The technologies NASA develops don’t just blast off into space. They also improve our lives here on Earth. Life-saving search-and-rescue tools, implantable medical devices, advances in commercial aircraft safety, increased accuracy in weather forecasting, and the miniature cameras in our cellphones are just some of the examples of NASA-developed technology used in products today.

This column presents technologies that have applications in commercial areas, possibly creating the products of tomorrow. If you are interested in licensing the technologies described here, use the contact information provided. To learn about more available technologies, visit the NASA Technology Transfer Portal at http://technology.nasa.gov .

Self-Advancing, Step-Tap Drill Bit

Johnson Space Center has invented a self-advancing, step-tap drill bit. Originally developed for space shuttle repair, the novel, stepped drill bit features a cutting edge that concurrently enlarges a hole as it cuts threads — a feature not available in other stepped drill bits. The drill bit advances itself into the work material similar to a screw, eliminating the need to apply external axial force. This unique technology greatly improves the safety and efficiency of handheld drilling while reducing operator fatigue, making it ideal for high-volume and heavy-duty construction applications and home shop use.

Contact:

Johnson Space Center Technology
Transfer Office
Phone: 281-483-3809
E-mail: This email address is being protected from spambots. You need JavaScript enabled to view it.

High-Load, Fully Retained, Dynamic Cryogenic Seal

Marshall Space Flight Center’s mechanical seal design has pressure-energizing capability, a stable yet high preload, and is suitable for use in extremely cold temperatures. Designed for both radial and piston-type dynamic cryogenic applications, the seal consists of metallic inner and outer retaining rings that securely capture a Teflon® polymeric ring. This unique design allows the Teflon to expand and contract in changing temperatures at rates similar to the parent materials. The seal could be used in any commercial cryogenic fluid system, and would work well in both dynamic and static applications.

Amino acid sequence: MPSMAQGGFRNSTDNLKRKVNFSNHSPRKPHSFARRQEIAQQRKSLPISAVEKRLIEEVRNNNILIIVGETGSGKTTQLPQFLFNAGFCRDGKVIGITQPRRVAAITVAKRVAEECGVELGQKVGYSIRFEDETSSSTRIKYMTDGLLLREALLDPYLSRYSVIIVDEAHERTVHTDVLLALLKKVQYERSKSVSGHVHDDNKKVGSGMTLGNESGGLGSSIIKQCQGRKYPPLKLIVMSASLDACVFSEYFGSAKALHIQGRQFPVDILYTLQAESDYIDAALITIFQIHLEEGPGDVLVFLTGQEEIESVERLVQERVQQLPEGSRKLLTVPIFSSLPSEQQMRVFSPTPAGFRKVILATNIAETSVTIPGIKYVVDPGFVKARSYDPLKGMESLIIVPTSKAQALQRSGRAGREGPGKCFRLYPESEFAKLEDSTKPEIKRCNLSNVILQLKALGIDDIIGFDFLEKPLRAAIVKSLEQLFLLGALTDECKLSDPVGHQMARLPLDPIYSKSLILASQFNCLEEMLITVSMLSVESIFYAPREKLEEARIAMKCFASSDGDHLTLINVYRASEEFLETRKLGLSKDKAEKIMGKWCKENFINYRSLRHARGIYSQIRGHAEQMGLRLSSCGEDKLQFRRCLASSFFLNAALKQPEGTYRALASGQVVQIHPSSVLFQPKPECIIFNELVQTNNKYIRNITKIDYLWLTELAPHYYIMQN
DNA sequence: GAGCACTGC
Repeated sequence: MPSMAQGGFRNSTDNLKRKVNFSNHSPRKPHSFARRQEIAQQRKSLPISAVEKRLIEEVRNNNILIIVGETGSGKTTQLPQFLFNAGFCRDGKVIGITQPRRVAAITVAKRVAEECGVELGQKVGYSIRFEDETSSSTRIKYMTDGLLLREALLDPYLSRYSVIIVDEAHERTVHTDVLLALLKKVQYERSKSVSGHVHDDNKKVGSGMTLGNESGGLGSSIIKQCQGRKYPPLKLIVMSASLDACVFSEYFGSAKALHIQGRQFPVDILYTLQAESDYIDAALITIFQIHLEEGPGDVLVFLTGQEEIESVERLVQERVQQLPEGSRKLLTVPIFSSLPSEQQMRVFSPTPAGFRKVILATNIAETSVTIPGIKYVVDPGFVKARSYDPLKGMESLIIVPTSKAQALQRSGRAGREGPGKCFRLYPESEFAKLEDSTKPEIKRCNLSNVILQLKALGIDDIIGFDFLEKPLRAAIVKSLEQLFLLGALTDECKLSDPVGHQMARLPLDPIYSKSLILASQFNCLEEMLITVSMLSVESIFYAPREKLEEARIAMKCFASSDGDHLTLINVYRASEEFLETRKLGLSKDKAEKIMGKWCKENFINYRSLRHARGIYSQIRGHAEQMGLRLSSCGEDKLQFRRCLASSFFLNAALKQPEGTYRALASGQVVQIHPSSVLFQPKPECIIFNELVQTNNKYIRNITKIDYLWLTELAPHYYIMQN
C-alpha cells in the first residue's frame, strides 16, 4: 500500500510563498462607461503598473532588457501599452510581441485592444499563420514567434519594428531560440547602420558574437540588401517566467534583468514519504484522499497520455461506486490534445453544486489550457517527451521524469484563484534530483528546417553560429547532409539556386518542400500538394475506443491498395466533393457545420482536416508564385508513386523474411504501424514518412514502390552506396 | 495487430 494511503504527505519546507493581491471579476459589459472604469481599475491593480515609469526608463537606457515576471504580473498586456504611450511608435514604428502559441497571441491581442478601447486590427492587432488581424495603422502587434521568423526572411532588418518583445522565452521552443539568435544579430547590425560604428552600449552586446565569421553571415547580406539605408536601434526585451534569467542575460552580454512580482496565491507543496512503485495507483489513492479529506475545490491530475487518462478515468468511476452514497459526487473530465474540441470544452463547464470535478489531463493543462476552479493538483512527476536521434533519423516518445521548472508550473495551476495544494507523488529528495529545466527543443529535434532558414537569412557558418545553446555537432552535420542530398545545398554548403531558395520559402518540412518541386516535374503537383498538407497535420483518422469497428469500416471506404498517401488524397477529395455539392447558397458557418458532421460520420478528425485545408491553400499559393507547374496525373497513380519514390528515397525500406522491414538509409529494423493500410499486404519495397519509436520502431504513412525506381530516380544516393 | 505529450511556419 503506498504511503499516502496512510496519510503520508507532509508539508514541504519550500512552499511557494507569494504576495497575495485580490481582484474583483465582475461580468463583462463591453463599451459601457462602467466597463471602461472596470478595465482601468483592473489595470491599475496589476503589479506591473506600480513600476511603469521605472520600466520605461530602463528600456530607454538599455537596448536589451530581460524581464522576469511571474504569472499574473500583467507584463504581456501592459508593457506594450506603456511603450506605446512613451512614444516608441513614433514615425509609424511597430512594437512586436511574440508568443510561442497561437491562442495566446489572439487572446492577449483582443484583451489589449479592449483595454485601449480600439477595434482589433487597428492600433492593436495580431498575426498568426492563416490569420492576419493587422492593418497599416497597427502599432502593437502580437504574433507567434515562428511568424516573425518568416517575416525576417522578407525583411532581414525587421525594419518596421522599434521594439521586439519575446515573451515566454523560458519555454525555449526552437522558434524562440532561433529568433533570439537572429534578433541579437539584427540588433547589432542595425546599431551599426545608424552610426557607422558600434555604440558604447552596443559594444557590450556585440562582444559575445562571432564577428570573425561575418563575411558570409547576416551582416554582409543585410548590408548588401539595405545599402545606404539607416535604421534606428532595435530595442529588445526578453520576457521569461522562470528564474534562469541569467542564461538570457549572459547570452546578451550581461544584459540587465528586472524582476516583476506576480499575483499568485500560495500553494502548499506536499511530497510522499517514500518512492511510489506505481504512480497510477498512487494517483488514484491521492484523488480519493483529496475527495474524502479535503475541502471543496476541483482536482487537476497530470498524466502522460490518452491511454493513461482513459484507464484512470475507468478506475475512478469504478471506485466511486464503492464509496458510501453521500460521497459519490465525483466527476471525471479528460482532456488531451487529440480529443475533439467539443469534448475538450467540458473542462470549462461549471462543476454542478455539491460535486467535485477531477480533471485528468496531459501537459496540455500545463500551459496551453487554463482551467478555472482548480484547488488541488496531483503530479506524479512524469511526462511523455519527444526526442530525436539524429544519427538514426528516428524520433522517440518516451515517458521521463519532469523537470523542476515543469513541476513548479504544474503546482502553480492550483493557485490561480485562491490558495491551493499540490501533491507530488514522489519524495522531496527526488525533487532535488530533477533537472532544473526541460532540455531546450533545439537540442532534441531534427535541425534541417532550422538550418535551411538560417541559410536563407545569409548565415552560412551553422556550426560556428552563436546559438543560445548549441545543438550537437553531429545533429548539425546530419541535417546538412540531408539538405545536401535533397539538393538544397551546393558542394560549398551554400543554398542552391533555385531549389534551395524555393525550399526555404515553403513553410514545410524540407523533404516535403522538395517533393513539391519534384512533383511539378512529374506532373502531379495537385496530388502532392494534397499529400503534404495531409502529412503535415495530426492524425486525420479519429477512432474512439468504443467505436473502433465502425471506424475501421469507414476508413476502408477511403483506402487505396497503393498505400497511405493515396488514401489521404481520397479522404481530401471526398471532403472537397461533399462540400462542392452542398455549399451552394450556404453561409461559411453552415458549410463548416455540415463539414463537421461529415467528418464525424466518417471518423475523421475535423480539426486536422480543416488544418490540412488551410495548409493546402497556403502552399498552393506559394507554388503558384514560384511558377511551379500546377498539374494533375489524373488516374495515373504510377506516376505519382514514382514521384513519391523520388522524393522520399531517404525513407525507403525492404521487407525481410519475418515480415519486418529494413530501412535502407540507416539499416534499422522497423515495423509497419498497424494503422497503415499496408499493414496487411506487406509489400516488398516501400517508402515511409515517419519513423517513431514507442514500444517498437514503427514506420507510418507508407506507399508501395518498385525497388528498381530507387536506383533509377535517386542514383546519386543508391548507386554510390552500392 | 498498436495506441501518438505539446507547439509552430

Contact:

Marshall Space Flight Center
Technology Transfer Office
Phone: 256-544-5226
E-mail: This email address is being protected from spambots. You need JavaScript enabled to view it.

Method of Improving a Digital Image

Currently, the visual quality of images is poor for scenes with lighting variations such as shadows, and when color shifts in illumination occur, as in photos taken at sunset. NASA Langley Research Center has developed a digital image enhancement method called Retinex. The Retinex method is an automatic, general-purpose algorithm that greatly improves the visual realism, quantity, and quality of perceived information in the digital image. This innovative technology enables an entirely new level of visual realism and visual quality in digital imaging, and does so with the ease, low cost, and speed of automatic operation.

Contact:

Langley Research Center Technology Transfer Office
Phone: 757-864-1178
E-mail: This email address is being protected from spambots. You need JavaScript enabled to view it.

NASA Tech Briefs Magazine

This article first appeared in the November, 2015 issue of NASA Tech Briefs Magazine.

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